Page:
B+ = 3.3, B = 3.0, B- = 2.7
C+ =2.3, C = 2.0, C- = 1.7
D+ = 1.3, D = 1.0
When you have identified all of the grades that you need to asses your GPA, including pluses or minuses for particular letters, you simply write down the equivalent numerical assessment. Once this is recorded you can multiply the numbers by the number of credit units each course holds, and then do the rest of the necessary calculations to tabulate your grade point average.
GPA to Percentage Conversion
Some institutions or professors prefer to evaluate work on a scale of a percentage of 100. These percentage grades can be converted into letter grades and thus into grade points. However, you do not need to convert from a percentage into a letter grade. The formula is applicable to any grading system that has a score that can be converted into a percentage or a letter.
When converting from a percentage into GPA points, there is a formula similar to the one used to convert letter grades to GPA points. The conversion and some GPA examples are:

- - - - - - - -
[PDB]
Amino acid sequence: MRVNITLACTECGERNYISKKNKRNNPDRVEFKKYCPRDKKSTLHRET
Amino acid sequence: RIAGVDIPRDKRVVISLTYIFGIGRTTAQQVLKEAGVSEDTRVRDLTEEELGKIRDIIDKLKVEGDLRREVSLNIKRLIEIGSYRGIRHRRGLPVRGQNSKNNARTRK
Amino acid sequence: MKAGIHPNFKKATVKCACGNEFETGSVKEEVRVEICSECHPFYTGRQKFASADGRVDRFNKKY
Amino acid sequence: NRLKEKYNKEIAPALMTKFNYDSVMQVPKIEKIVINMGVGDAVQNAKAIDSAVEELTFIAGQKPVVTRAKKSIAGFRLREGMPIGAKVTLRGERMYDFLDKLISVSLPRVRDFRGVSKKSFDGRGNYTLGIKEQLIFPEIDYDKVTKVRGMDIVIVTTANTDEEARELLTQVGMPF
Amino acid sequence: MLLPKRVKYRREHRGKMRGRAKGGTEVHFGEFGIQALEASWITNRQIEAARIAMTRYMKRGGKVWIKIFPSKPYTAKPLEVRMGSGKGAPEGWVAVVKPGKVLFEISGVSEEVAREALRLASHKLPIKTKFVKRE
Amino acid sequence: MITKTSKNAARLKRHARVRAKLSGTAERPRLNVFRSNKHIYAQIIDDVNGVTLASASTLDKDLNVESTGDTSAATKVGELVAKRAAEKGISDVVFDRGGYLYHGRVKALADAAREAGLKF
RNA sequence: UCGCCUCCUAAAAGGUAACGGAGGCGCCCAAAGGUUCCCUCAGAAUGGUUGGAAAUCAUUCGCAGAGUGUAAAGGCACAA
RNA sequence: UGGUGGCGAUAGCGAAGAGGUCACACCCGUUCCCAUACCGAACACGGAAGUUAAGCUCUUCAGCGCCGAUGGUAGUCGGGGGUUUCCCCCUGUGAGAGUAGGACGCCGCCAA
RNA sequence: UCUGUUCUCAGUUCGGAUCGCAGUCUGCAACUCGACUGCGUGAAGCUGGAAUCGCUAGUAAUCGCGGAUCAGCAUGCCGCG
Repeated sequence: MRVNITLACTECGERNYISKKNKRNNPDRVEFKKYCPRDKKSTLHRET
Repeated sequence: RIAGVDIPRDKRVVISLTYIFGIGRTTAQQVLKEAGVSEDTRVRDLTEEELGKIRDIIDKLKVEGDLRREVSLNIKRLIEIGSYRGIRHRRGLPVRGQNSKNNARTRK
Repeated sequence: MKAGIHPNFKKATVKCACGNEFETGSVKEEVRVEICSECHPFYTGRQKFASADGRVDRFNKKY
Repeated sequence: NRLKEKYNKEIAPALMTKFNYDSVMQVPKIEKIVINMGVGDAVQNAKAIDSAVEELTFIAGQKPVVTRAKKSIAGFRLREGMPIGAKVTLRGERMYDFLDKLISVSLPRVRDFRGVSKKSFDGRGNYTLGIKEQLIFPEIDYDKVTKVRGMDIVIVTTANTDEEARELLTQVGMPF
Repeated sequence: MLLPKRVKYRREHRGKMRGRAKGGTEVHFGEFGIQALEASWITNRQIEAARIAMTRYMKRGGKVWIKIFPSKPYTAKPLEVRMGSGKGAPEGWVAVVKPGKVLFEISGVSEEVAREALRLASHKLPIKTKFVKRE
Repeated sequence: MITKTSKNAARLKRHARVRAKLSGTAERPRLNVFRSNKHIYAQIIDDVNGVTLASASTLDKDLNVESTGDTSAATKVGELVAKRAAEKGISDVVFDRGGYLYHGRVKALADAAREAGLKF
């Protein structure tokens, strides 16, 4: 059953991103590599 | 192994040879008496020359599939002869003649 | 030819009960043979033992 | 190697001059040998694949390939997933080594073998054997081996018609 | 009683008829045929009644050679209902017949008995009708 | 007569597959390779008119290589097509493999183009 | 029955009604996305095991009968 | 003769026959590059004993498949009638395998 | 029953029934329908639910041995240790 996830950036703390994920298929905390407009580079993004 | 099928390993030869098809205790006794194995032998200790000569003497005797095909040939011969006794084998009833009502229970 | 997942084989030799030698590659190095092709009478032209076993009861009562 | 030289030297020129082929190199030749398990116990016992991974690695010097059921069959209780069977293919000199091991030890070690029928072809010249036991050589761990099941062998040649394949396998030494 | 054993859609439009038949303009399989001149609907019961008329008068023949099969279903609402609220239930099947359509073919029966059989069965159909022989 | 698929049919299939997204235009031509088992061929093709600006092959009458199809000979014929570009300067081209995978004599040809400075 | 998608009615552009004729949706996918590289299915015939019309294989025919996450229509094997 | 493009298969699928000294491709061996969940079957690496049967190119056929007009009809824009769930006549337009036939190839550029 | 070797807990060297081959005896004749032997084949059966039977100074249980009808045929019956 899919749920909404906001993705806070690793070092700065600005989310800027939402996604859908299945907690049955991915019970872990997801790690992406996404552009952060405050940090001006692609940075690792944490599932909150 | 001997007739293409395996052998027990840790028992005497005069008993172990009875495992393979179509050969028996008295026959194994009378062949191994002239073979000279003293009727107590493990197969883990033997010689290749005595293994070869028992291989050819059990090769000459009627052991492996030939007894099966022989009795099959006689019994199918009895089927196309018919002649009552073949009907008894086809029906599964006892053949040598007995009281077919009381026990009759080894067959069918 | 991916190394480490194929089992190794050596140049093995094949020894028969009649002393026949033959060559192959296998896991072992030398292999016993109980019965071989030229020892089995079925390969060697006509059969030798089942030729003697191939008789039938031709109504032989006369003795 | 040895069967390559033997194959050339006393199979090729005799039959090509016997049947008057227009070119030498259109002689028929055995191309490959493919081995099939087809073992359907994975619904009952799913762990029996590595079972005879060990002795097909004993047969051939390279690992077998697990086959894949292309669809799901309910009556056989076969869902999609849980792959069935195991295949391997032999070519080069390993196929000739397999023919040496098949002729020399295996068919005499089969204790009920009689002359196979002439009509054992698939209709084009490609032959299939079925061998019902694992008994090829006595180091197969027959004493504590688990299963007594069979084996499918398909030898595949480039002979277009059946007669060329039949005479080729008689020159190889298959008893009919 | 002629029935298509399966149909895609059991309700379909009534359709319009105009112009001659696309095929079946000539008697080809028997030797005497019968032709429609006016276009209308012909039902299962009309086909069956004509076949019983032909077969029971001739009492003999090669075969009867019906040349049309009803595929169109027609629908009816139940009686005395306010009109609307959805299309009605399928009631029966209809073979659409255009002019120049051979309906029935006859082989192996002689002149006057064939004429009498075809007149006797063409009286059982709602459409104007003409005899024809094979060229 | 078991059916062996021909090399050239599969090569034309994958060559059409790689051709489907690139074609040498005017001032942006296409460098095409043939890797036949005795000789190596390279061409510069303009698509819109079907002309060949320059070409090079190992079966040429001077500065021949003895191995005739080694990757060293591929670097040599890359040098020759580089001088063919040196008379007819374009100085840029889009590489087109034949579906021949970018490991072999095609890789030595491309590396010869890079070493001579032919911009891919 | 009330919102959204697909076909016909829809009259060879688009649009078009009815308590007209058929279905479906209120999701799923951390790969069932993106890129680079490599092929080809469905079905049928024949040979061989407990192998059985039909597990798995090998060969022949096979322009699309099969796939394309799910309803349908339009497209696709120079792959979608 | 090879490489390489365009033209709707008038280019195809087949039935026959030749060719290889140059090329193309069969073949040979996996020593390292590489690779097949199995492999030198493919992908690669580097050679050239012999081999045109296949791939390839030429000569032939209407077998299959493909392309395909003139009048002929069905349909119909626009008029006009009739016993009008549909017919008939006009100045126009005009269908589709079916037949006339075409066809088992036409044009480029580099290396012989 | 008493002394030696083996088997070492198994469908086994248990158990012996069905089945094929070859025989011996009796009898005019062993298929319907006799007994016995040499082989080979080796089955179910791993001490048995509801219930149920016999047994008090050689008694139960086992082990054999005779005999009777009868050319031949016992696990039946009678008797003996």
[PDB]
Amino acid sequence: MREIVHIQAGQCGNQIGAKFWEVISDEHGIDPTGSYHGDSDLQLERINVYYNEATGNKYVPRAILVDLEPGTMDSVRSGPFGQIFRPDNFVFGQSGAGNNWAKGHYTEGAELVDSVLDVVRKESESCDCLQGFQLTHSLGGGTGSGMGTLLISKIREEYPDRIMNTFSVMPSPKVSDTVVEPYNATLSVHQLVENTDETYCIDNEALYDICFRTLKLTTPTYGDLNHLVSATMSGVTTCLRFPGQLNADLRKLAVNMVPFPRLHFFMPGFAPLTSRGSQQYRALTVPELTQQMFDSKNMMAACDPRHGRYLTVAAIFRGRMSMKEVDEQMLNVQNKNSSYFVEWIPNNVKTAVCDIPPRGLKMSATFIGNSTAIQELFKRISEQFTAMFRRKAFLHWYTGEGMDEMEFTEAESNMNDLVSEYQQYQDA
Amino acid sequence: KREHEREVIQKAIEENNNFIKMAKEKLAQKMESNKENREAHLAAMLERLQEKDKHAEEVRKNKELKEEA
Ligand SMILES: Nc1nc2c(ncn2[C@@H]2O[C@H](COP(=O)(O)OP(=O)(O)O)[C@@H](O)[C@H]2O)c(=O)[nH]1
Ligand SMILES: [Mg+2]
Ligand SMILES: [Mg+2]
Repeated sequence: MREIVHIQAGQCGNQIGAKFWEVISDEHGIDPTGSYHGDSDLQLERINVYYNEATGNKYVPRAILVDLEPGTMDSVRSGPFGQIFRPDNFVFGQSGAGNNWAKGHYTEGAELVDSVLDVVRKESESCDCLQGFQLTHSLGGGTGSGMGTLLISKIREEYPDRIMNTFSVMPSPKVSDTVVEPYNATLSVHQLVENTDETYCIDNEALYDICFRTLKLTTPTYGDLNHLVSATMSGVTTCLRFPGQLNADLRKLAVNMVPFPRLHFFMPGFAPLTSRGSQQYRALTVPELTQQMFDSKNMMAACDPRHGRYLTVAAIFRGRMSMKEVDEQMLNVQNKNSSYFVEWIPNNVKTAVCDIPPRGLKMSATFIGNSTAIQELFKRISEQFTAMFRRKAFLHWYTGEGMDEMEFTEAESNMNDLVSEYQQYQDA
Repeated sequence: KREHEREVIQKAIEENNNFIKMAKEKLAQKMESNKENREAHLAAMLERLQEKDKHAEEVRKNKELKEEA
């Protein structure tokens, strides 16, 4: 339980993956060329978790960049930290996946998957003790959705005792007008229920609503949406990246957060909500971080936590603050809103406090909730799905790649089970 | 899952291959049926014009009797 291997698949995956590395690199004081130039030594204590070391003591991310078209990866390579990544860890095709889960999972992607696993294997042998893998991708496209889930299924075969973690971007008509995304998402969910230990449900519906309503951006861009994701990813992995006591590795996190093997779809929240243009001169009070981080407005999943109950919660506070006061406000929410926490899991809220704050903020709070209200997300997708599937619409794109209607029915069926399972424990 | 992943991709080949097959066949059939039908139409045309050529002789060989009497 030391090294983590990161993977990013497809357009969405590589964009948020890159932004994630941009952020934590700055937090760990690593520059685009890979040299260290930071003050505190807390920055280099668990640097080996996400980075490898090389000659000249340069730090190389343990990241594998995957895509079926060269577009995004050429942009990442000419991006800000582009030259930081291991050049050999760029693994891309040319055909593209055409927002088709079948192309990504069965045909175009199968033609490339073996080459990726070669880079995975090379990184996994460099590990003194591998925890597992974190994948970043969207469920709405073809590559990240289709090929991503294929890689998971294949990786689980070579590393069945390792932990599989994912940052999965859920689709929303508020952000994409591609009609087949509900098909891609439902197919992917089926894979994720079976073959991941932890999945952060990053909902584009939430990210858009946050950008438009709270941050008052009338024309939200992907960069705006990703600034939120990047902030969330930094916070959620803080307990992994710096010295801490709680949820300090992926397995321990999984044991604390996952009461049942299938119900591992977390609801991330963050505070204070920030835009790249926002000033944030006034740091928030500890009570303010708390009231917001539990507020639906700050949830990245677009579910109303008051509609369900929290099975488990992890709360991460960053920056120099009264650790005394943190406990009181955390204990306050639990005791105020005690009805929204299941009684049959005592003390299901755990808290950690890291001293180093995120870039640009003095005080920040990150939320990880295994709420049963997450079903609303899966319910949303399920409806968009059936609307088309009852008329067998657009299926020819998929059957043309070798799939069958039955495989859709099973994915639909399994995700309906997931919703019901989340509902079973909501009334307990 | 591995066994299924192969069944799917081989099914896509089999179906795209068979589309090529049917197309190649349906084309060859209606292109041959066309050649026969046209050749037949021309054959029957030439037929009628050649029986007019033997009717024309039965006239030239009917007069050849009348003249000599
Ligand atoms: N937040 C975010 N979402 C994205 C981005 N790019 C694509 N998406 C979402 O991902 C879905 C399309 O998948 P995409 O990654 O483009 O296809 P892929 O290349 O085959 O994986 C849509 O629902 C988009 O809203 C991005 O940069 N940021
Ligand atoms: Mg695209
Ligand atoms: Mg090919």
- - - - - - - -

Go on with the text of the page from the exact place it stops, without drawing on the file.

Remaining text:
97-100 = 4.0, 93-96 = 4.0, 90-92 = 3.7
87-89 = 3.3, 83-86, 3.0, 80-82 = 2.7
77-79 = 2.3, 73-76 = 2.0, 70-72 = 1.7
67-69 = 1.3, 65-66 = 1.0,
Below 65 = 0.0
What Does a GPA of 4.0 Mean?
A GPA of 4.0 is equivalent to an A average. This doesn't necessarily mean that the student in question has an A in every class, but that the overall number of As he or she has earned helps to outweigh any lesser grades and bring the average up. GPAs can be deceptive because depending on the number of courses one is taking, a GPA can either be dramatically affected by one low grade or hardly at all.
For example, imagine that Kim is taking 6 classes at 4 credits apiece, and Terry is taking 3 credits at 5 credits apiece. Kim and Terry both have a C in one class, but in every other class, they are getting an A. This gives Kim a GPA of 3.0 and Terry a GPA of 3.33. So even though Kim is getting As in more classes than Terry is, Terry's GPA is less affected by the C grade than Kim's is, because Terry's GPA is calculated using a lower number of credits.
GPA Use in Education